Predicting the Bottom of a Stock Market Crash – Famous Predictions and Economic Indicators

by Hank Coleman

Predicting the bottom of a stock market crash is a waste of time, but people still try and do it.  Timing the market is a fool’s errand.  No one knows how low the stock market will sink or when it will rebound.  But, that does not stop a lot of people from trying to predict the bottom of the decline.  Don’t believe them.  Here are a few examples of what some of the smartest investors in the world have to say about predicting the bottom.  Hint: all the good ones don’t do it.

Some famous investors’ thoughts on stocks…

Charles Schwab.  The founder of the famous investment bank and financial services firm told Conde Nast Portfolio magazine that he thinks that the market will read the bottom and begin to rise sometime between now and just after the presidential election.

Dave Ramsey.  Dave does not predict a bottom.  But, on his radio show, he is very bullish on the economy over the long term.  He has also said that he does not see the stock market going much lower than it is now.  Dave Ramsey is a big fan of dollar cost averaging through the good times and the bad markets like the one we are in now.

Warren Buffet.  The Oracle of Omaha recently announced in an Op-Ed piece in the New York Times newspaper that he was making large investments in American stocks.

“A simple rule dictates my buying: Be fearful when others are greedy, and be greedy when others are fearful…most major companies will be setting new profit records 5, 10 and 20 years from now.” – Warren Buffet

Even though these market leaders refuse to put a specific time or number on the bottom of the market, I think that their statements and actions speak loudly.  Warren Buffet is buying stocks in his personal investment accounts.  Buffet makes it quite clear in his New York Times editorial that he cannot predict short term stock prices next month or even next year.  Prediction or not, I personally take it as a good sign that Mr. Buffet is buying.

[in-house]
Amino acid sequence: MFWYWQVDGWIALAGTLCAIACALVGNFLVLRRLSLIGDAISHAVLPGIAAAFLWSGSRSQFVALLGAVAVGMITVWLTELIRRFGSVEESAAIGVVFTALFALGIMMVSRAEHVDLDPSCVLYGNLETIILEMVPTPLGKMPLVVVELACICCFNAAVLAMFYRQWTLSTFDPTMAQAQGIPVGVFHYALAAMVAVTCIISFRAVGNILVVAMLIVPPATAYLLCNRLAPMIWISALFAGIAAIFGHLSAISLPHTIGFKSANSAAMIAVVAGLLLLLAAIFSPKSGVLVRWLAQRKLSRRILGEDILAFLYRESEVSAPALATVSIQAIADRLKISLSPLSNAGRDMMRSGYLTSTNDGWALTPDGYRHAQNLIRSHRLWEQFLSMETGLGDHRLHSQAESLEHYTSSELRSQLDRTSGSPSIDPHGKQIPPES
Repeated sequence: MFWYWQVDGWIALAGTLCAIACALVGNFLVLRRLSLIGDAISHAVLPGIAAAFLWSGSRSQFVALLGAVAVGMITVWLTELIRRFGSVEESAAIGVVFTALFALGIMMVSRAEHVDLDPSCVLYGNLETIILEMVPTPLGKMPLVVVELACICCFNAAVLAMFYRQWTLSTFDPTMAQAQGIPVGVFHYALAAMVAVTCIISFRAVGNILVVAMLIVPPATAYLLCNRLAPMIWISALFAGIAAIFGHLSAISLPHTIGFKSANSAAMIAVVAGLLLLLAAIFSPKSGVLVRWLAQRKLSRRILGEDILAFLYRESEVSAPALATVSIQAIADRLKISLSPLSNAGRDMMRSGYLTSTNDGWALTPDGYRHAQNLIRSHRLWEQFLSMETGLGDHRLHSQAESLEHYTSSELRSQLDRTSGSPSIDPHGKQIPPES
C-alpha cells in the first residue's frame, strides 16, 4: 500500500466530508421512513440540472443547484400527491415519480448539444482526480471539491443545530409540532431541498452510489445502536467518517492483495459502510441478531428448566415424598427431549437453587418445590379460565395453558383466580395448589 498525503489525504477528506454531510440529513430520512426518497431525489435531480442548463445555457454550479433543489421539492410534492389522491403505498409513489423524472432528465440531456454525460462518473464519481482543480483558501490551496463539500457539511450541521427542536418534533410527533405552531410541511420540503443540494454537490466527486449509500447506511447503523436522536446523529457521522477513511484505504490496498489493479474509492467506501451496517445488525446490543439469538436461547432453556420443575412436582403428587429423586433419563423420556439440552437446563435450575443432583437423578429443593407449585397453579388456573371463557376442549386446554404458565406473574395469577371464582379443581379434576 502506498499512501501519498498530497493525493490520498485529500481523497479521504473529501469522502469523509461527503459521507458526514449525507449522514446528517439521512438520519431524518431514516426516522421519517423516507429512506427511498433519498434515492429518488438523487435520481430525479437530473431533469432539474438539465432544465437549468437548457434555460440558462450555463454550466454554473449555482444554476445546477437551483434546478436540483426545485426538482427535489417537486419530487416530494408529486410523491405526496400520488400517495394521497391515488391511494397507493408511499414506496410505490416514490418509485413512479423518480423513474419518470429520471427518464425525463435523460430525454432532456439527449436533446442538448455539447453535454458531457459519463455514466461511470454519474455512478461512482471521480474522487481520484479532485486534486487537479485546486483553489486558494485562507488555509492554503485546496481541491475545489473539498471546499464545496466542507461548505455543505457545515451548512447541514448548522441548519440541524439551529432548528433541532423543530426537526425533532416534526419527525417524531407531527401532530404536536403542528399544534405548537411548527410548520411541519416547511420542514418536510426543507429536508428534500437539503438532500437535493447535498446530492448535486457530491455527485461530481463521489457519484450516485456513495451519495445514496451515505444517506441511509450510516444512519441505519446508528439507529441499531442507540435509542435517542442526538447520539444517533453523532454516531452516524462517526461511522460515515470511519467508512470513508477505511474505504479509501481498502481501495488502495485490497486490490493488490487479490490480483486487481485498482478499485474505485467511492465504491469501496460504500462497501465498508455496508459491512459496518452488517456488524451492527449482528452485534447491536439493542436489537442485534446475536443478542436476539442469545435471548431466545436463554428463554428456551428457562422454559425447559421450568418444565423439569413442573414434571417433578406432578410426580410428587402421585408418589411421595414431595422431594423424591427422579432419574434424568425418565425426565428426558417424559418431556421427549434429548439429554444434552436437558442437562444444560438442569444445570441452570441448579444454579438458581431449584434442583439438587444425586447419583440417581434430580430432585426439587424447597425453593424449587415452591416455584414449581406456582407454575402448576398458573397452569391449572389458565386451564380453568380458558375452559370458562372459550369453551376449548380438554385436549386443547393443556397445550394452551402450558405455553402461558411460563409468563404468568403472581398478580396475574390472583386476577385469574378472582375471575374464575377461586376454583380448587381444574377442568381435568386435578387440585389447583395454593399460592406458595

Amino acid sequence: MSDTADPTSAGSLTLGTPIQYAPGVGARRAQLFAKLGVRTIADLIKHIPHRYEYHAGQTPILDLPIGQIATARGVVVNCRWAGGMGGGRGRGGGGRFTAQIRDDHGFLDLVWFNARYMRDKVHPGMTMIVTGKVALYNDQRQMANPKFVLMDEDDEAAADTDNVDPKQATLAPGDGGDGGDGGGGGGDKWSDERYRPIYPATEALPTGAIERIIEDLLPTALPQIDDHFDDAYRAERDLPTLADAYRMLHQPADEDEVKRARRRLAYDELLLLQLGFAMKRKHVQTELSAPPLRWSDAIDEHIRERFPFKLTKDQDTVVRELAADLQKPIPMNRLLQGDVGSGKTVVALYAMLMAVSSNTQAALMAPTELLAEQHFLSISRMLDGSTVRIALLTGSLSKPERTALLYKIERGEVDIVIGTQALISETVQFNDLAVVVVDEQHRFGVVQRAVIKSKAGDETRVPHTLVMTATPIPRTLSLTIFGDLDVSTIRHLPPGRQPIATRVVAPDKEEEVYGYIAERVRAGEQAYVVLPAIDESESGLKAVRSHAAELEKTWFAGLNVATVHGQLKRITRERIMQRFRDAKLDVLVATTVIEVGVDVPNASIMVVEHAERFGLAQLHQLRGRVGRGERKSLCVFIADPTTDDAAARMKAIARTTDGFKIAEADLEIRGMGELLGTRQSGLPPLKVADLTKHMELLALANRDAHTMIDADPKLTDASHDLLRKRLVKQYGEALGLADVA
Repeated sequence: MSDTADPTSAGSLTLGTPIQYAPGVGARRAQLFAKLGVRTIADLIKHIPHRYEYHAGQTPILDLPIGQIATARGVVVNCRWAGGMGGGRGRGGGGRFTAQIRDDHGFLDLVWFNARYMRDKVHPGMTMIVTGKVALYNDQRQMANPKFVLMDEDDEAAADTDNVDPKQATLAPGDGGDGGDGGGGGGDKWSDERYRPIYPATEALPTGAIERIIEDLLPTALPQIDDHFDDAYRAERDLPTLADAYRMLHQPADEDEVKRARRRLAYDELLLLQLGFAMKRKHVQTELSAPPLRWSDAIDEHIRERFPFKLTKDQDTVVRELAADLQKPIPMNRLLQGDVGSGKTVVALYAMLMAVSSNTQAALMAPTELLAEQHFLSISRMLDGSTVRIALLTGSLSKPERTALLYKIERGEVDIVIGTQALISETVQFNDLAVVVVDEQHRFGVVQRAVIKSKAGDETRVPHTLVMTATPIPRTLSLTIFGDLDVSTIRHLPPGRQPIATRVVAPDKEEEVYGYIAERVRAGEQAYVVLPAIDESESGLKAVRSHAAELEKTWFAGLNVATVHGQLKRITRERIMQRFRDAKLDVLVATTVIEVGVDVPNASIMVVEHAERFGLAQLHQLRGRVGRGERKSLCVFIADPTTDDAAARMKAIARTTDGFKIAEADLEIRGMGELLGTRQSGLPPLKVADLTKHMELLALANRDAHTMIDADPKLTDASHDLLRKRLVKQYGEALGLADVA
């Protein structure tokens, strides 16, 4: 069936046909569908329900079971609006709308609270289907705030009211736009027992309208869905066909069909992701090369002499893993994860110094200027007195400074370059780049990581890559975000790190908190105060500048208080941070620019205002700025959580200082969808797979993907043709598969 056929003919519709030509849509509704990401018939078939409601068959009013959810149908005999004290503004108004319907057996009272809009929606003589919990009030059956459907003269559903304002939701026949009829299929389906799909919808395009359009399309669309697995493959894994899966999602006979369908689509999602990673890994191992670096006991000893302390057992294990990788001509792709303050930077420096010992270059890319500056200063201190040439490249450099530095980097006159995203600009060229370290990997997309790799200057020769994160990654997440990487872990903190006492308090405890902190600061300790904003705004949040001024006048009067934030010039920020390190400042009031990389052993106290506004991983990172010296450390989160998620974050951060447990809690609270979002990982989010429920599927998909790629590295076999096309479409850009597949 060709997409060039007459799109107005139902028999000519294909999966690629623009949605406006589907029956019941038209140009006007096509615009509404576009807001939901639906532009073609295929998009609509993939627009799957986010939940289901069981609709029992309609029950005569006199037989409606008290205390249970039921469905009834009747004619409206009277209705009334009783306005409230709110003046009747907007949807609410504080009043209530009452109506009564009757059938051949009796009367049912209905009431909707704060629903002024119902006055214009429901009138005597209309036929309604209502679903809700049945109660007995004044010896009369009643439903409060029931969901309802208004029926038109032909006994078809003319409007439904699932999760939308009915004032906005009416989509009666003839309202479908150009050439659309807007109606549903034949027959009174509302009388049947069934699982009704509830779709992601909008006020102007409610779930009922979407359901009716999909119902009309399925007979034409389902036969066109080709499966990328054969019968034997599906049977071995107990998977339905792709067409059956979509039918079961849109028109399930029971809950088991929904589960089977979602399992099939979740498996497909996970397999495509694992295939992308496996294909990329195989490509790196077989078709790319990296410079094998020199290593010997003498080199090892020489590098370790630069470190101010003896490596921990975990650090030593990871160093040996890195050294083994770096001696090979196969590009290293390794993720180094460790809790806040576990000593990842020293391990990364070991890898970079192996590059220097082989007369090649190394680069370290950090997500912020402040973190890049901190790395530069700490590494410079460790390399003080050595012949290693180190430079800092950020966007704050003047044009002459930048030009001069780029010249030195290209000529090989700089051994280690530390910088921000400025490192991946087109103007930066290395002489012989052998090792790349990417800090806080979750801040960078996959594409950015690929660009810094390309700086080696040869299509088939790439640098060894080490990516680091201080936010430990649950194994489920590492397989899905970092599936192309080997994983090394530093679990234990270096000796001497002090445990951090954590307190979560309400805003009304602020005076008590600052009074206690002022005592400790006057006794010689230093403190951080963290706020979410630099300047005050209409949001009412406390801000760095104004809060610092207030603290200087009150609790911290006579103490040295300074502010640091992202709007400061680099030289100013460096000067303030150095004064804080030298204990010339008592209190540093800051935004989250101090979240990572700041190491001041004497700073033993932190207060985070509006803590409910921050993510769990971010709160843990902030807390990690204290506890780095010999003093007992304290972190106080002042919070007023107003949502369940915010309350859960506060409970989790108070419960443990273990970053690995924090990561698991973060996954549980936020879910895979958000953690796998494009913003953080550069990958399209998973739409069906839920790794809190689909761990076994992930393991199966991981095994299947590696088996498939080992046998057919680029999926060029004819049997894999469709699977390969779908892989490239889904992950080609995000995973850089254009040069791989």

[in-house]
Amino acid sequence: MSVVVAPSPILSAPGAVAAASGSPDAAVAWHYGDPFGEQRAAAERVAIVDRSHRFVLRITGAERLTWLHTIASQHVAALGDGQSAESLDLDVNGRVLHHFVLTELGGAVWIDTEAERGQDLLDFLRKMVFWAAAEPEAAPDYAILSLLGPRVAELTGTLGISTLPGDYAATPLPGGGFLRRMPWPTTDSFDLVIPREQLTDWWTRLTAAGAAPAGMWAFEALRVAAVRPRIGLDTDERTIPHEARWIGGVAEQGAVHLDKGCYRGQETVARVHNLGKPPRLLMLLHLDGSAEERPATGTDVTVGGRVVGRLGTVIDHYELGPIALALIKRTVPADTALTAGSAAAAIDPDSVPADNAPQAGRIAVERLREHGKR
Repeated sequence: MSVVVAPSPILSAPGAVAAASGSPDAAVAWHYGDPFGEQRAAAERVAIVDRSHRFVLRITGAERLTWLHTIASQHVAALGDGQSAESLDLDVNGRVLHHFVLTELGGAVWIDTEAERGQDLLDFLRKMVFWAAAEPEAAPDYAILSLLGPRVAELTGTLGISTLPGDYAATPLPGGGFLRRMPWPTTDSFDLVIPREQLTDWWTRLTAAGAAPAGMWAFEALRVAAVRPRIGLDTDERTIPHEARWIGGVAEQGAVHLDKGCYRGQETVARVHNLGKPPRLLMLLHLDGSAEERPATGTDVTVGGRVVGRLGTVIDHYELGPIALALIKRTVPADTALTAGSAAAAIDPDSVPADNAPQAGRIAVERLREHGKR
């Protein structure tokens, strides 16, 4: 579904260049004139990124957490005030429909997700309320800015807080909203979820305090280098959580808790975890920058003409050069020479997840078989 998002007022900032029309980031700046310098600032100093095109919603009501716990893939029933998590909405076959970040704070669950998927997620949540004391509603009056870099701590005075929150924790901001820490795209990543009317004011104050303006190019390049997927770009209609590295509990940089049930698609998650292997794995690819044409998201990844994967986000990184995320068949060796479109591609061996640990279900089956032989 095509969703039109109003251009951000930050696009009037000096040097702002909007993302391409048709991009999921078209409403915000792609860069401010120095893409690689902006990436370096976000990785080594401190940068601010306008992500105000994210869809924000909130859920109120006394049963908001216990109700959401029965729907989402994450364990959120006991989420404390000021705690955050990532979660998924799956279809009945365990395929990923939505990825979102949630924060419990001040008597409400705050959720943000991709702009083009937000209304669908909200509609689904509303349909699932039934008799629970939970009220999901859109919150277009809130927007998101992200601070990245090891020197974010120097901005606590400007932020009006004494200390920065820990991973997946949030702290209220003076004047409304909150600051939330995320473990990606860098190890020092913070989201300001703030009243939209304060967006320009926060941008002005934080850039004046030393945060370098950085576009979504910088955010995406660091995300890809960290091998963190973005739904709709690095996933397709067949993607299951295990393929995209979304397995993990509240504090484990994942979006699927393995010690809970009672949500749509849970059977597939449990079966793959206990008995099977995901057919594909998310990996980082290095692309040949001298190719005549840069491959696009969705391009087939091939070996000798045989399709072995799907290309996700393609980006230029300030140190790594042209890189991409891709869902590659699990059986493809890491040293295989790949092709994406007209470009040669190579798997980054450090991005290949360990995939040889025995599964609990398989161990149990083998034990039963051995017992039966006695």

Here are some other market indicators that may be beneficial to keep in mind…

Consumer Confidence Index.  The index measures household optimism and likelihood to spend money, and it is down 40% this year.  That is the same amount that the index was down during the 2000 bear market.

Investors’ Intelligence Survey.  The survey is currently at -13.7.  The higher the negative number is means that investors are more bearish.  Many experts do not think that we will be at the bottom of the current bear market until the survey reaches -20.

Demand at NYSE.  To reverse the course of this bear market, stocks need to find some bulls.  Large buyers such as institutional investors, mutual funds, and pensions need to come back to the market and purchase stocks.  They have been keeping their cash on the sidelines lately waiting for the markets to stabilize.

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